Seattle City Councilmember Mike O'Brien
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Seattle City Councilmember Mike O'Brien
Credit: KUOW Photo/Joshua McNichols

“As you can imagine, it’s a complex decision”: Mike O’Brien on tapping out

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Councilmember Mike O’Brien gives an exit interview. The Not In My Backyard Olympics have come to Magnolia. And a new law could reverse decades of Native disenfranchisement in Washington State.

Listen to the full show by clicking the play button above, or check out one of the show’s segments below. You can also subscribe to The Record on your favorite podcast app.

City Councilmember Mike O'Brien

Seattle’s city council will look very different next year: seven of the nine seats are up for re-election, and at least four incumbents will not be running. Councilmember Mike O’Brien became perhaps the council’s biggest lightning rod over last year’s head tax fight, and is one of those who’s decided not to recontest his seat.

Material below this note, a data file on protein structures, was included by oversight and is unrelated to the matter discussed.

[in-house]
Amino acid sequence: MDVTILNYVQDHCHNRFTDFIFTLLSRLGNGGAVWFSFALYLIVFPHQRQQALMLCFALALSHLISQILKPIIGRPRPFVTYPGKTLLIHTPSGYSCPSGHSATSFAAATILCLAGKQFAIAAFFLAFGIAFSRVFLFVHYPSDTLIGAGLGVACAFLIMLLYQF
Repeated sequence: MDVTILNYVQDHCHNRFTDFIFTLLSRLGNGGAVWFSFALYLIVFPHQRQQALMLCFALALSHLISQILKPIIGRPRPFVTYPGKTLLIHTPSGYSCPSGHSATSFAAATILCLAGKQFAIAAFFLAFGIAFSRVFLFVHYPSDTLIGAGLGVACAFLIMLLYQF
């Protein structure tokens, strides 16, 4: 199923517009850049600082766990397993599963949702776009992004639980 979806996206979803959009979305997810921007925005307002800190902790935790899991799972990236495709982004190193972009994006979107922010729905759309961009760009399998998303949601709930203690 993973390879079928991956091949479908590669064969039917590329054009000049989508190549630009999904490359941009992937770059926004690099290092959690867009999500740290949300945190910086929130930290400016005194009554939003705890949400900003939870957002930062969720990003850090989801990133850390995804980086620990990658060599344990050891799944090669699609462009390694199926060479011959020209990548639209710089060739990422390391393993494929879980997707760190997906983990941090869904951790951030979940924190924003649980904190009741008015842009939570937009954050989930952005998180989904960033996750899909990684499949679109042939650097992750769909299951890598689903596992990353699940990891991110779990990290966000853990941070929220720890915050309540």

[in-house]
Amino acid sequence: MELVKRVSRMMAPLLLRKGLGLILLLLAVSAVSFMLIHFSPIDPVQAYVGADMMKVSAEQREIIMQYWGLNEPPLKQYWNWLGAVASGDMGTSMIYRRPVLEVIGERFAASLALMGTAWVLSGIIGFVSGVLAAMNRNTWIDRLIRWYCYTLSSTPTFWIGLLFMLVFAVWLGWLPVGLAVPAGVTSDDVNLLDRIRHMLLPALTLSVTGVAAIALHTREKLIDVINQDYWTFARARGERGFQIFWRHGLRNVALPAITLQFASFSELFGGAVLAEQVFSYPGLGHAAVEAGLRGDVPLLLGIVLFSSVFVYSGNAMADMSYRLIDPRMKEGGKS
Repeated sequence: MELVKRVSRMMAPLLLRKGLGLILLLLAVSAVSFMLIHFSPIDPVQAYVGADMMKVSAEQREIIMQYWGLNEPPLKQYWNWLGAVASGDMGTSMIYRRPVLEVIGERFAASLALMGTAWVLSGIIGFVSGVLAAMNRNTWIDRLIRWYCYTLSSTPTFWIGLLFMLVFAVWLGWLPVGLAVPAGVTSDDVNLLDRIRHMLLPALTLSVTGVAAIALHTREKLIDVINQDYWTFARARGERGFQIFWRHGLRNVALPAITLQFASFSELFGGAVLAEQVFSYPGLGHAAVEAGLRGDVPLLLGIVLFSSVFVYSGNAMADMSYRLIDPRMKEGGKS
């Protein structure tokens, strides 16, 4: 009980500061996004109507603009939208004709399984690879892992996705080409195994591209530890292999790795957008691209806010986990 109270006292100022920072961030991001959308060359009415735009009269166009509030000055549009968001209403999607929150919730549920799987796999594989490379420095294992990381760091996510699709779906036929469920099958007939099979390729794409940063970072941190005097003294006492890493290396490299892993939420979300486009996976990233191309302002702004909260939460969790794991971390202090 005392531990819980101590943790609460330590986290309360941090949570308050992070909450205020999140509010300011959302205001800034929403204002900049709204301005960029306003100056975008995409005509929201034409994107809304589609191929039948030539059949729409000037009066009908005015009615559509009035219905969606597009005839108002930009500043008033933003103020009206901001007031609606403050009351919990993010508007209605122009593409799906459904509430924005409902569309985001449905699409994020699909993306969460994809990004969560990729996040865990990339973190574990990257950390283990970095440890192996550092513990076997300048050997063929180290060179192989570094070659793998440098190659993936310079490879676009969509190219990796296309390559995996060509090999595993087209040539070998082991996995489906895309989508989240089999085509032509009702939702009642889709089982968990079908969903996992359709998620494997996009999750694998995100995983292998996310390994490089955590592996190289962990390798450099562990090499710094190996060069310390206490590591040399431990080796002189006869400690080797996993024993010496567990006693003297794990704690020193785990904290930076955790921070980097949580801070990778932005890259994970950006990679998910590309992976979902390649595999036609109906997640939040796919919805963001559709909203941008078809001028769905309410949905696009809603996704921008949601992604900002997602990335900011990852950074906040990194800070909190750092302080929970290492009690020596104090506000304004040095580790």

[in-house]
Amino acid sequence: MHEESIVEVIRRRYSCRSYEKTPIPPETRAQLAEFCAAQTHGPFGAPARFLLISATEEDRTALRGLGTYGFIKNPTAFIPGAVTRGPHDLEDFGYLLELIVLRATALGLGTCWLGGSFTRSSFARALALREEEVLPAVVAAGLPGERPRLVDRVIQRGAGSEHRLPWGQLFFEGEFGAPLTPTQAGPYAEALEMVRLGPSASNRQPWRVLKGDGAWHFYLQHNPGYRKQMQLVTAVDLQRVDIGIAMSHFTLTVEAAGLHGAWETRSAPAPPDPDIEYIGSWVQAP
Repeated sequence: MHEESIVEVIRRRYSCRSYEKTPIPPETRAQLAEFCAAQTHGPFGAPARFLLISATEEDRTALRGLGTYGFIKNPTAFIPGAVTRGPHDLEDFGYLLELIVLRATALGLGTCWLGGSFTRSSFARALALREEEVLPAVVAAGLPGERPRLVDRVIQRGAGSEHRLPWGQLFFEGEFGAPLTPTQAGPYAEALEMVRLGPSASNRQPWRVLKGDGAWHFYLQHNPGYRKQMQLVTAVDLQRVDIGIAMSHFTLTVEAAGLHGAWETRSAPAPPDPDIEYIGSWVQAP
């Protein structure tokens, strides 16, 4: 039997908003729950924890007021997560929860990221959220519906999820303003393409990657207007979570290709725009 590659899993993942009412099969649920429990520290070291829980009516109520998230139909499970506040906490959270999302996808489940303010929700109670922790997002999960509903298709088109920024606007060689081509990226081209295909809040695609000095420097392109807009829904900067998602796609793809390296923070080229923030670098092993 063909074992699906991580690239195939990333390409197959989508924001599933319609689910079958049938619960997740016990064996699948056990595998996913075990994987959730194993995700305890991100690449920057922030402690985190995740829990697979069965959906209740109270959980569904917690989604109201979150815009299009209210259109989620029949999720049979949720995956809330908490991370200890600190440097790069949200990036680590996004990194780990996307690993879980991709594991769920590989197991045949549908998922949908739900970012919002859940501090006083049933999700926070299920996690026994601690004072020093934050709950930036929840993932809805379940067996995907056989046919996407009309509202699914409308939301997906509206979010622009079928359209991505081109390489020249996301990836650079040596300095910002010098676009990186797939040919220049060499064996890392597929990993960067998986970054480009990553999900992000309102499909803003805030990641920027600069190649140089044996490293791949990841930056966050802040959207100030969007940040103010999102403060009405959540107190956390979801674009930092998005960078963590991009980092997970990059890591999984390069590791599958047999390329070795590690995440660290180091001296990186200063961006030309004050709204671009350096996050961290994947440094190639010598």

Fort Lawton affordable housing

We all agree that Seattle needs more affordable housing. But curiously, no one ever wants to see that development in their neighborhoods. The latest to be accused of NIMBYism are Magnolia residents who are fighting against an affordable housing development at Fort Lawton, next to Discovery Park. Neal Starkman wrote a Seattle Times op ed opposing the plan.

Washington State Native American Voting Rights Act

Until 1975, the Washington State Constitution held a clause stating that “Indians Not Taxed” – which included anyone using their tribal fishing rights – were ineligible to vote. The history of Native disenfranchisement in Washington is long, says attorney and author Gyasi Ross, who’s a member of the Blackfeet Nation. But a new bill proposed by Senator John McCoy would change that.

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